Baseball Toaster was unplugged on February 4, 2009.
Courtesy of Rich Lederer (via Lee Sinins I suspect), dig this:
1 Cy Young 511 2802
2 Walter Johnson 417 3509
3 Christy Mathewson 373 2502
4 Warren Spahn 363 2583
T5 Roger Clemens 341 4506
T5 Tim Keefe 341 2521
7 Steve Carlton 329 4136
T8 Nolan Ryan 324 5714
T8 Don Sutton 324 3574
10 Greg Maddux 325 3101
11 Phil Niekro 318 3342
12 Gaylord Perry 314 3534
13 Tom Seaver 311 3640
14 Bert Blyleven 287 3701
15 Ferguson Jenkins 284 3192
16 Randy Johnson 271 4448
17 Bob Feller 266 2581
18 Bob Gibson 251 3117
19 Frank Tanana 240 2773
20 Mike Mussina 233 2500
Blyleven and Tanana are the only retired fellas on the list who are not in the Hall of Fame.
That said, I do believe Mussina is a borderline Hall of Famer who is currently in the process of deciding which side of that line he'll ultimately fall on. But these kinds of lists don't do anything to my mind to support his candidacy, especially as he's dead last on this one.
Which is why Scott Erickson, Terrence Long and Sandy Alomar Jr. have worn major league uniforms this year, or why Carlos Baerga hung around so long, or, forgive me, the Yankees resigned Bernie, or, or, or . . .
In my book, a Hall of Famer has to be better than good enough, he has to be one of the best at whatever it was he did. Mike Mussina was definitely one of the best pitchers of the past 15 years, which is why I think he has a shot and in fact has a better case than good-enough long-enough types such as Jim Kaat and Tommy John.
But while Moose was easily one of the best of his era, where he ranks all-time is less clear, that's why I don't think he's a shoe-in. Put in Pedro and Maddux and Johnson and Clemens and Mo first, then let's talk about Glavine, Moose, Schilling and Smoltz. I think Glavine's in at this point. The other three are still making their case.
1. Christy Mathewson .665
1. Roger Clemens .665
3. Randy Johnson .659
4. Mike Mussina .638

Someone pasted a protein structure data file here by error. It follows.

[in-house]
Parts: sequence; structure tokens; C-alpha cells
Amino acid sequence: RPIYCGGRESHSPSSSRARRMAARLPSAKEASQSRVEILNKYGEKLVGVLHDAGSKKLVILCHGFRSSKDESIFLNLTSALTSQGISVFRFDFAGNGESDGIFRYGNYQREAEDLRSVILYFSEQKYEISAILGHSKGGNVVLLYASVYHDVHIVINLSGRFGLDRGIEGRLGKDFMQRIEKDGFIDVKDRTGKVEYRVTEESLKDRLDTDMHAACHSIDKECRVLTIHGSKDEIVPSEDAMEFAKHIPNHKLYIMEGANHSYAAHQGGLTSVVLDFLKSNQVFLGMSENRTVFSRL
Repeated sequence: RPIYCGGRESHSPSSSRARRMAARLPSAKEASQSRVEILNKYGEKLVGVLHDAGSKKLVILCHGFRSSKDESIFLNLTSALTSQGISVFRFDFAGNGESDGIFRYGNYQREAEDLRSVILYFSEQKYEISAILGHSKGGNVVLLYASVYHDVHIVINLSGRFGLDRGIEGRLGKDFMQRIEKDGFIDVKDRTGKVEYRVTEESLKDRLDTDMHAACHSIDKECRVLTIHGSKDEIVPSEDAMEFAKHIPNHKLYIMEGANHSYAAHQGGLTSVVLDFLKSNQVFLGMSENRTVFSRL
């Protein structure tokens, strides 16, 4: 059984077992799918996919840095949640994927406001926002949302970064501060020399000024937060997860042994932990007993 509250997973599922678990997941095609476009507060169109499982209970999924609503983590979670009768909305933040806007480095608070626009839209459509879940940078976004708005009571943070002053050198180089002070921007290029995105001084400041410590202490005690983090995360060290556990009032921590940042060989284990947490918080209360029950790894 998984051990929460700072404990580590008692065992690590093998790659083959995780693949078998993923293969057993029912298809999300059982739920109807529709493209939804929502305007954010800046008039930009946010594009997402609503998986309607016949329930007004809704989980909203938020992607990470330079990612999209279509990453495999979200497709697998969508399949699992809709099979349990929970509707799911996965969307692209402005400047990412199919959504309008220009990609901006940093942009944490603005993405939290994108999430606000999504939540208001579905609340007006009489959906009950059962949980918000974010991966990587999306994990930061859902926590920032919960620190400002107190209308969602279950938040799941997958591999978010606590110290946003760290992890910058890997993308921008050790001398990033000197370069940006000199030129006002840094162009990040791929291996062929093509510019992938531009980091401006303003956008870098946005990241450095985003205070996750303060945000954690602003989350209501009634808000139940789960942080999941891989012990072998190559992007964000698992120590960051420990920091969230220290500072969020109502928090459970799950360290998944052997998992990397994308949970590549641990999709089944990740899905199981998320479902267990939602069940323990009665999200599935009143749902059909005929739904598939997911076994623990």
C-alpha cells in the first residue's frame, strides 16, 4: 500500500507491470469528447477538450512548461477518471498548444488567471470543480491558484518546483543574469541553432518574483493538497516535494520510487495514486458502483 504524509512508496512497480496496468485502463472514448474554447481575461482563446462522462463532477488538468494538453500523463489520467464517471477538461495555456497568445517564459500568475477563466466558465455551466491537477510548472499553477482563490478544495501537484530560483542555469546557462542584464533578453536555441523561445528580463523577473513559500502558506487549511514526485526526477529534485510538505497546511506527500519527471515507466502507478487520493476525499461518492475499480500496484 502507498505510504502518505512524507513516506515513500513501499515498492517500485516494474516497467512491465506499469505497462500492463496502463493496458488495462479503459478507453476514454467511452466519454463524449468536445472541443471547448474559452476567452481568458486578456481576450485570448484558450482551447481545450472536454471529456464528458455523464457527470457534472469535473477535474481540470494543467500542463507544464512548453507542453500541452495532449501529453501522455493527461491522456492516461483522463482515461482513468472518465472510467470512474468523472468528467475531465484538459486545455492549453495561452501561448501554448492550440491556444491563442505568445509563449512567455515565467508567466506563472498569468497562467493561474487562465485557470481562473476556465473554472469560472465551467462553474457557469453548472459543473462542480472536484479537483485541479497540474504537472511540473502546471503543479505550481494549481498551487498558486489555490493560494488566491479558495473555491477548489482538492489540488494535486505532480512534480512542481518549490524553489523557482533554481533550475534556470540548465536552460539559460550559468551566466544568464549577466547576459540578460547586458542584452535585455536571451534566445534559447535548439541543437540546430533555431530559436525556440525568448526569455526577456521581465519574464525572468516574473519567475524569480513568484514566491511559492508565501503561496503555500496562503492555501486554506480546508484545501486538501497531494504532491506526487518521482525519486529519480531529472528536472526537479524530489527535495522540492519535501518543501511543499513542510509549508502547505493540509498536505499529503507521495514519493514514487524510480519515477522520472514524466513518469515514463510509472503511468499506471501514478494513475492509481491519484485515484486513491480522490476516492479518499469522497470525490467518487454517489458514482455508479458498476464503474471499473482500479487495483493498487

5. Greg Maddux .627
6. Bob Feller .621
7. Tom Seaver .603
Note: Pedro Martinez has 204 wins, 2971 K, .701 win%.
I should also add that Tanana wouldn't get my vote either, although Blyleven might.
I would argue that Moose has an extended career of above average level...he needs at least 30 more wins, or an award, or a big WS victory to get in.
Whether Mussina is a HOFer is a subject for debate. However, it is interesting to note that he has amassed career totals that are beginning to put him among a bunch of pitchers who have been or will be enshrined in Cooperstown.
Excuses are a sign of weakness.
That's why I think the Sheff injury is the hardest to swallow because he had a bit of that "bad-ass mother f'er" about him, kinda like what Paulie had. Ortiz and Manny still swing a great bat and they stand-up there and stare at their homeruns like "What?". The minute the Sawx lose some of that mojo then they'll know what it means to lose that intimidation factor. Jeter is intimidating but in a professional kind of way.
I know it's not fashionable to look at Won-Loss record but it's a bit much to dismiss winning. The entire purpose of taking the mound is winning and to suggest any individual game is just a compendium of stats denies the humanity of the players. Moose gets it coming and going - people don't want to recognize his W-L record but Roger Clemens has his 2001 Cy Young Award for going 20-3 while Mussina pitched better in every sabremetric category but ended up a snakebit 17-11.
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